• Fred W.

      Enjoyed the story Moosefeather, thanks for posting that. I was also a shy kid who somehow ended up racing my 62 Corvair against a souped up Beetle going up a blind hill and (after winning) lived to tell about it. My best buddy had a brown ’74 Pinto he bought brand new, that was living large.

  7. jwinters

    I think the mileage is pinto lasted 160k miles,

    • Fred W.

      They sometimes did with 3000 mile oil and filter changes and appropriate timing belt changes. This one looks well cared for.

    • Ralph Robichaud

      Read Brian’s post!

  8. Brian

    Had a pinto I put 249,000 miles on and it was still running fine when I sold it.

    • jwinters

      You sure it wasn’t 24,900?

  9. Ralph Robichaud

    jw – Cheeky humor, that would be over the top… $900 however is the price of a “quality” wheel barrow according to kbbb.,

  10. Mitch Ross Member

    how would KBB even calculate the value of a car that does not have enough sales for a sample pool of cars ? KBBB and others are useless, except that they put arbitrary prices , like any 30 year old compact car is worth $900 and people think that makes it worth $900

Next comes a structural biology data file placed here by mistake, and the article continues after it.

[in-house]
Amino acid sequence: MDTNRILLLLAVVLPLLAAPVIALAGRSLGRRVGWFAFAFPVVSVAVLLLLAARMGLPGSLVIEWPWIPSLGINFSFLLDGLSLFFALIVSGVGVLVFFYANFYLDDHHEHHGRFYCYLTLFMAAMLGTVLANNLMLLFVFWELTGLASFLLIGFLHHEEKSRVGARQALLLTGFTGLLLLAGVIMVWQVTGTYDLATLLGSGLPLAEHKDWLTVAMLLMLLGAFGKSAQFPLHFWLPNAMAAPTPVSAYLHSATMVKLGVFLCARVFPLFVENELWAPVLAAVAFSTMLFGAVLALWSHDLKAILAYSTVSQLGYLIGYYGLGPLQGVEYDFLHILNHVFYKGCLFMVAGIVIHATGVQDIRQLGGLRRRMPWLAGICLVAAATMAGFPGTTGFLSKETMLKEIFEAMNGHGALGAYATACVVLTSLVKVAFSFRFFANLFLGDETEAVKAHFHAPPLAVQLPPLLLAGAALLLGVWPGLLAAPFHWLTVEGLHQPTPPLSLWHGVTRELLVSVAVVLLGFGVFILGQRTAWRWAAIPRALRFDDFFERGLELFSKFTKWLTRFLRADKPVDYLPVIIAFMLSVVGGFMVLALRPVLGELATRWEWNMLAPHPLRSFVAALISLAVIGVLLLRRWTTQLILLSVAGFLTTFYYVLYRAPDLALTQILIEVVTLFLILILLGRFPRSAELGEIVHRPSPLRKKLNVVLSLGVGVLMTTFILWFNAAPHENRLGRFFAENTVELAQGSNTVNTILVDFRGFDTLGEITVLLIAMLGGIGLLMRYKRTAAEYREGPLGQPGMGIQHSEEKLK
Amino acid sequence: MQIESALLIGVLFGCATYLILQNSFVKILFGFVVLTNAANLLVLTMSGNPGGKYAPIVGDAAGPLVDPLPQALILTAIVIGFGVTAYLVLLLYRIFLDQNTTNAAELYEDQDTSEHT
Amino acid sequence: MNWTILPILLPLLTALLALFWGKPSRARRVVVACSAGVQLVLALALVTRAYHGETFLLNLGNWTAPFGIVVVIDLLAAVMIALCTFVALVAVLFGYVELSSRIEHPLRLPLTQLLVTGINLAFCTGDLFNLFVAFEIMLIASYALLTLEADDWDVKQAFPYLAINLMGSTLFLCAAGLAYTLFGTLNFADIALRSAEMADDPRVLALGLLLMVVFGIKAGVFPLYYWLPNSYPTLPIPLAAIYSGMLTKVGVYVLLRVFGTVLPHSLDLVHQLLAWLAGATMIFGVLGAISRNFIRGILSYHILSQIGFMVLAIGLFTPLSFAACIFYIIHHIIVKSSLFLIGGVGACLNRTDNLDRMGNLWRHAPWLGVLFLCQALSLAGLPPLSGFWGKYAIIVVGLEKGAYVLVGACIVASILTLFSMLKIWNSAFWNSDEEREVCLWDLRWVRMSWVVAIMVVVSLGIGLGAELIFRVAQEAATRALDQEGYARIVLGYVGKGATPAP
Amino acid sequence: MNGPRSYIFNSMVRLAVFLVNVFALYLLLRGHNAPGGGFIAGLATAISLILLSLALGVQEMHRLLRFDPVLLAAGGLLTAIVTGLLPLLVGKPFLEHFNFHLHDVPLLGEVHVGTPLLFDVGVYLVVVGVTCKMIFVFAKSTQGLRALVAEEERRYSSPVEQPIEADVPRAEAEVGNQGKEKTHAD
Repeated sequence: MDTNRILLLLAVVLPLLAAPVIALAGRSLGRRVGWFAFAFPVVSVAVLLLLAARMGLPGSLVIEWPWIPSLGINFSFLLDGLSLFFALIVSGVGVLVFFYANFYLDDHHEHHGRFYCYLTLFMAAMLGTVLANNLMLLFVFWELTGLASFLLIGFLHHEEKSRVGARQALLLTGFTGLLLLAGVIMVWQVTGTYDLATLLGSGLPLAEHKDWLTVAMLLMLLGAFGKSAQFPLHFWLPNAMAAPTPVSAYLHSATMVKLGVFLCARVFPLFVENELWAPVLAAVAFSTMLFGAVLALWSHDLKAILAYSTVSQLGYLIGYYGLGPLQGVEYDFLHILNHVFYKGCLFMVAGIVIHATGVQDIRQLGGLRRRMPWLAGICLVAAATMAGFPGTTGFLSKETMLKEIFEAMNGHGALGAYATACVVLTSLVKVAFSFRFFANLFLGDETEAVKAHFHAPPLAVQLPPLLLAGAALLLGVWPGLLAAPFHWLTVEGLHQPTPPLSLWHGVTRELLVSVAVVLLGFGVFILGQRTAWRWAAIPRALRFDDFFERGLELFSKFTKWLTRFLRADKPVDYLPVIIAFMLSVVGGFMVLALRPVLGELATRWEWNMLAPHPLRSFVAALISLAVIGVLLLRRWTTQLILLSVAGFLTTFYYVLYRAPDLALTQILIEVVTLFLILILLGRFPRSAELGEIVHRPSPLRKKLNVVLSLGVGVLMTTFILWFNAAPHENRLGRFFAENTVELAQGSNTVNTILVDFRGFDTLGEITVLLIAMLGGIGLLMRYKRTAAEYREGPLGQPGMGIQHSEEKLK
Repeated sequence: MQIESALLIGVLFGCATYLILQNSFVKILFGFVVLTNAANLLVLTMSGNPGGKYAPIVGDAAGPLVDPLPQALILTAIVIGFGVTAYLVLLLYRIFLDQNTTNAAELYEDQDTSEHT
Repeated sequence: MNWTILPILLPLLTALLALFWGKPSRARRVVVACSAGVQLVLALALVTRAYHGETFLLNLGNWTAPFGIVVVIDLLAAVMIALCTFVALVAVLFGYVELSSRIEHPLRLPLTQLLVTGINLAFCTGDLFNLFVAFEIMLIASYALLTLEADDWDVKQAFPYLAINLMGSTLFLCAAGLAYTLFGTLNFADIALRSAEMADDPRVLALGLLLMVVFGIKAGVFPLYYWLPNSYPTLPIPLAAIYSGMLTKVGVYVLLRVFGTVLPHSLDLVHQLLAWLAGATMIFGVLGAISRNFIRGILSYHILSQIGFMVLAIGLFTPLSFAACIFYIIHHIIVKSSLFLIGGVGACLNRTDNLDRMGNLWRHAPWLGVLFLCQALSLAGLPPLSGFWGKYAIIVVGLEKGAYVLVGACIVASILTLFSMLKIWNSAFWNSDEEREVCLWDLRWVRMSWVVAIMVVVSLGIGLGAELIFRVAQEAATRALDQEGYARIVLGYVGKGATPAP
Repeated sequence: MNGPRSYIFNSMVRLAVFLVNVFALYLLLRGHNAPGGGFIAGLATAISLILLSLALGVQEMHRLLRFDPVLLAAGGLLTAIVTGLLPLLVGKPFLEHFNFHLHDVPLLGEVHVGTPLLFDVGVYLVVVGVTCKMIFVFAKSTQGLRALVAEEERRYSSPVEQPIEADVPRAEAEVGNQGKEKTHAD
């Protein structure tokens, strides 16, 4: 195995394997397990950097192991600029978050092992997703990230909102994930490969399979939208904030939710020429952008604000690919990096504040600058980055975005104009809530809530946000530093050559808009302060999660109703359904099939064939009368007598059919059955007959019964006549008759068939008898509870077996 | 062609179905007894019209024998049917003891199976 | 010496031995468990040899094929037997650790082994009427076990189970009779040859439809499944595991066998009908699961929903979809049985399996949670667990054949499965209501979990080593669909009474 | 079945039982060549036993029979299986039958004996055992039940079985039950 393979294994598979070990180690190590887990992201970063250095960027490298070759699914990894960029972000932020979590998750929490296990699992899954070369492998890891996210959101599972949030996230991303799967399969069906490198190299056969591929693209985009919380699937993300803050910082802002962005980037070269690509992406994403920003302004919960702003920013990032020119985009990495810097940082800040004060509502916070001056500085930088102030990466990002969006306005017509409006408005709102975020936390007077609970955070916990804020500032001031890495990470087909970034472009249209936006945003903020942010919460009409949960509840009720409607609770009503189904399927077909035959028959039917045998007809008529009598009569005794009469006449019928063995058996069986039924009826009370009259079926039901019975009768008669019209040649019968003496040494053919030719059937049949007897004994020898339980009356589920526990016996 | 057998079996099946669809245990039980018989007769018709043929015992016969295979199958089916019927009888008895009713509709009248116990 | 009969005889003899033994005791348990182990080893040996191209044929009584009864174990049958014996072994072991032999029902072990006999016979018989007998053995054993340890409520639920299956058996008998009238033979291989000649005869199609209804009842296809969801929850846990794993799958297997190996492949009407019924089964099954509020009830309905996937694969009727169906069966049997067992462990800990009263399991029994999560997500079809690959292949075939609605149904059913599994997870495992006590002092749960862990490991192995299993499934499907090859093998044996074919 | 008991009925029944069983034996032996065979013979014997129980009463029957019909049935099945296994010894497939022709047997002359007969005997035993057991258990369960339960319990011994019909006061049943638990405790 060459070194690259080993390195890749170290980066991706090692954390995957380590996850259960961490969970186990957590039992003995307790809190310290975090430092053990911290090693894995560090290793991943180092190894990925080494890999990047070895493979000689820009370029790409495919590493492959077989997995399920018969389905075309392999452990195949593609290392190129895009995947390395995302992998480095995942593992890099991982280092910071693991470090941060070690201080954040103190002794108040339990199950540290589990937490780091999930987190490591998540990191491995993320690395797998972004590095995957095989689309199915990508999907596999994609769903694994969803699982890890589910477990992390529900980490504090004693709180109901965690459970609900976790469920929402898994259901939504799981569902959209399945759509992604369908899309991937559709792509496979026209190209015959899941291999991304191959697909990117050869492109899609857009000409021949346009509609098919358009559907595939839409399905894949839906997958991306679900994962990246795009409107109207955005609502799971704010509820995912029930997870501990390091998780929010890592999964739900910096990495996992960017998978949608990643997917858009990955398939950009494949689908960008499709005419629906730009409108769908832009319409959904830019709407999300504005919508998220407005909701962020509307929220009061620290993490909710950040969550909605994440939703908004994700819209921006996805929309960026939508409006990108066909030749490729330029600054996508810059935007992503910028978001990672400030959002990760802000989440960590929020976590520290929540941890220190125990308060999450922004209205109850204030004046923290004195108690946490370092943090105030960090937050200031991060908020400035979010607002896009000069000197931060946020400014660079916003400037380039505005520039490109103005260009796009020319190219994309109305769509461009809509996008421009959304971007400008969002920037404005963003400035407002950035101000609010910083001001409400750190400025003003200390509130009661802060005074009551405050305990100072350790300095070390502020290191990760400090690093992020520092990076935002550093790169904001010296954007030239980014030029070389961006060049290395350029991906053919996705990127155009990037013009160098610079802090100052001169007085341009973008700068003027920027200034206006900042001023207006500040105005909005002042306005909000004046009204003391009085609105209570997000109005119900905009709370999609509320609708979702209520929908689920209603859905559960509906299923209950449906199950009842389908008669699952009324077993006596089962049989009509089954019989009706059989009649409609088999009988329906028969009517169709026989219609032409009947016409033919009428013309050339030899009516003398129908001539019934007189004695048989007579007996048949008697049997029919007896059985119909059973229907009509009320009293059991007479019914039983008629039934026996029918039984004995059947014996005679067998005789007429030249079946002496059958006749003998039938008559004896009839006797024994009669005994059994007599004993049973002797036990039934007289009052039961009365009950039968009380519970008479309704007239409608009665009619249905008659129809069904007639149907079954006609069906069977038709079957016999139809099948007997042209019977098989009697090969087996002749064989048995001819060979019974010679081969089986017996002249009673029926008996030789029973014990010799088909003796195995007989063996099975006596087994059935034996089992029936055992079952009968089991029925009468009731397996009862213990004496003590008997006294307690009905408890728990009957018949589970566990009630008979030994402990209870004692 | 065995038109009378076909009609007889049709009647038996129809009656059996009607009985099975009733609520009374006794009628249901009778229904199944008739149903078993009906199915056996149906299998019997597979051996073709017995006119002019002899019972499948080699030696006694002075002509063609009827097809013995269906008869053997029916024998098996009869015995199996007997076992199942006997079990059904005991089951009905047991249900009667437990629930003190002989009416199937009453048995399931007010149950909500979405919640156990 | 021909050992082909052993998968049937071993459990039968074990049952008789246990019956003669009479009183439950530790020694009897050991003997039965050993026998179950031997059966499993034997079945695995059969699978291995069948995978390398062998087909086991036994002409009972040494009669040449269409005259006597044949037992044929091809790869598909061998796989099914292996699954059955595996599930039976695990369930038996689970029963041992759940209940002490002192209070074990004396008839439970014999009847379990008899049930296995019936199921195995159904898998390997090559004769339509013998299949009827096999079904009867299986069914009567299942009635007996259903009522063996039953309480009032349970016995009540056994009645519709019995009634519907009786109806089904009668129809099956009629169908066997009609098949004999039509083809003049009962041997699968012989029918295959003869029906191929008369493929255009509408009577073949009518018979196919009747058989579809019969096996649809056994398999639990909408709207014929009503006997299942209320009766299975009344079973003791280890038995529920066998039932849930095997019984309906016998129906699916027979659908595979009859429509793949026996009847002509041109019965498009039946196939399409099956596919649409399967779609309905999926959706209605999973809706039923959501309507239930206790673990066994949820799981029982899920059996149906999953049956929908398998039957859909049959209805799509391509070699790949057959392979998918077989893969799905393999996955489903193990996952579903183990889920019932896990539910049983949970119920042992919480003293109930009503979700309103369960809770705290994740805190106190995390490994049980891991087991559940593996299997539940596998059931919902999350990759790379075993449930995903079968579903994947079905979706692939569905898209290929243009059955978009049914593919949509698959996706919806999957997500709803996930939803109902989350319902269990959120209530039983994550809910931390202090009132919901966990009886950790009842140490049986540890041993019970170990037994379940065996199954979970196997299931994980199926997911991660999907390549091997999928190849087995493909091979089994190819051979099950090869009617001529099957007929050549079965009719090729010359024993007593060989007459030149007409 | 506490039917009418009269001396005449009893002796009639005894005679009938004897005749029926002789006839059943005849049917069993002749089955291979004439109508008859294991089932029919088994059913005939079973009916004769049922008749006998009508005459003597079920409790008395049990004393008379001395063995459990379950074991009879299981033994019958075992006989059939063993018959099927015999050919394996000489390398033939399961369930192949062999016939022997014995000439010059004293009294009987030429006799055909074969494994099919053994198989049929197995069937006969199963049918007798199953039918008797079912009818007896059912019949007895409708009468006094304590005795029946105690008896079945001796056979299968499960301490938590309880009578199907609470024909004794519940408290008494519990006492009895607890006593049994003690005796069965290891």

• King Al

      Upon further reflection, if KBB claimed it was worth $900, now I’m thinking $600 is a better price point.

      • Ralph Robichaud

        If you can find late 70s ,early 80s cars of any size in this overall good condion, quality, appearance, roadworthy ,,and clean,at $600—————————————–buy ’em all, fill a warehouse,,and let Barn finds readers know,they’ll go quick at a modest $100-150 profit for you. Just saying.

  11. Bradley Clark

    I’ve had a ’72 wagon from the left coast, and a ’79 wagon that I bought for $400 with 70ish K miles. Both were daily drivers, and extremely reliable, regardless of weather. I put 15 sheets of 5/8″ tongue & groove treated plywood on the roof rack of the ’71, and it went down the road with no complaints.